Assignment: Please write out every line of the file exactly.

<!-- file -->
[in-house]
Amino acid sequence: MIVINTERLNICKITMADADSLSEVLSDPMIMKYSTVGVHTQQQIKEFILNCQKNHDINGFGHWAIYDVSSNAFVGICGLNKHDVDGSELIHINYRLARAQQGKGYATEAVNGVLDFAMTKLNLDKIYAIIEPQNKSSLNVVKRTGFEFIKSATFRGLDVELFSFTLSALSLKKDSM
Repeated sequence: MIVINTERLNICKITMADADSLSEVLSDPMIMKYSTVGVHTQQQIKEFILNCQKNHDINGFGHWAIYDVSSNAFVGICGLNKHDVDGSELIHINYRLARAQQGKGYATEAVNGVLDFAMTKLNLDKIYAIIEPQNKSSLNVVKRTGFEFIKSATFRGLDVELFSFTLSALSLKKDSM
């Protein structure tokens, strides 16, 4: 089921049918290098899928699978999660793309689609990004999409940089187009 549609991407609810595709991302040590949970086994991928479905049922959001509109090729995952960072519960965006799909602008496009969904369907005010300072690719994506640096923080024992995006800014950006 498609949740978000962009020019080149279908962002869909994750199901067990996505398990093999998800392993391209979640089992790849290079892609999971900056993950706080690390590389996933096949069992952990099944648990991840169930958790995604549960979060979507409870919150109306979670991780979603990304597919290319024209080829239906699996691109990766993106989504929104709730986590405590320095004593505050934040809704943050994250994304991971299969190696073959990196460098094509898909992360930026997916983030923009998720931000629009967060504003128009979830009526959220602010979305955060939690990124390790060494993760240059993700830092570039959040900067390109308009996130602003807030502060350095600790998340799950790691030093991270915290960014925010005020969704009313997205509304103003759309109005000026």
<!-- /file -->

[in-house]
Amino acid sequence: MIVINTERLNICKITMADADSLSEVLSDPMIMKYSTVGVHTQQQIKEFILNCQKNHDINGFGHWAIYDVSSNAFVGICGLNKHDVDGSELIHINYRLARAQQGKGYATEAVNGVLDFAMTKLNLDKIYAIIEPQNKSSLNVVKRTGFEFIKSATFRGLDVELFSFTLSALSLKKDSM
Repeated sequence: MIVINTERLNICKITMADADSLSEVLSDPMIMKYSTVGVHTQQQIKEFILNCQKNHDINGFGHWAIYDVSSNAFVGICGLNKHDVDGSELIHINYRLARAQQGKGYATEAVNGVLDFAMTKLNLDKIYAIIEPQNKSSLNVVKRTGFEFIKSATFRGLDVELFSFTLSALSLKKDSM
């Protein structure tokens, strides 16, 4: 089921049918290098899928699978999660793309689609990004999409940089187009 549609991407609810595709991302040590949970086994991928479905049922959001509109090729995952960072519960965006799909602008496009969904369907005010300072690719994506640096923080024992995006800014950006 498609949740978000962009020019080149279908962002869909994750199901067990996505398990093999998800392993391209979640089992790849290079892609999971900056993950706080690390590389996933096949069992952990099944648990991840169930958790995604549960979060979507409870919150109306979670991780979603990304597919290319024209080829239906699996691109990766993106989504929104709730986590405590320095004593505050934040809704943050994250994304991971299969190696073959990196460098094509898909992360930026997916983030923009998720931000629009967060504003128009979830009526959220602010979305955060939690990124390790060494993760240059993700830092570039959040900067390109308009996130602003807030502060350095600790998340799950790691030093991270915290960014925010005020969704009313997205509304103003759309109005000026």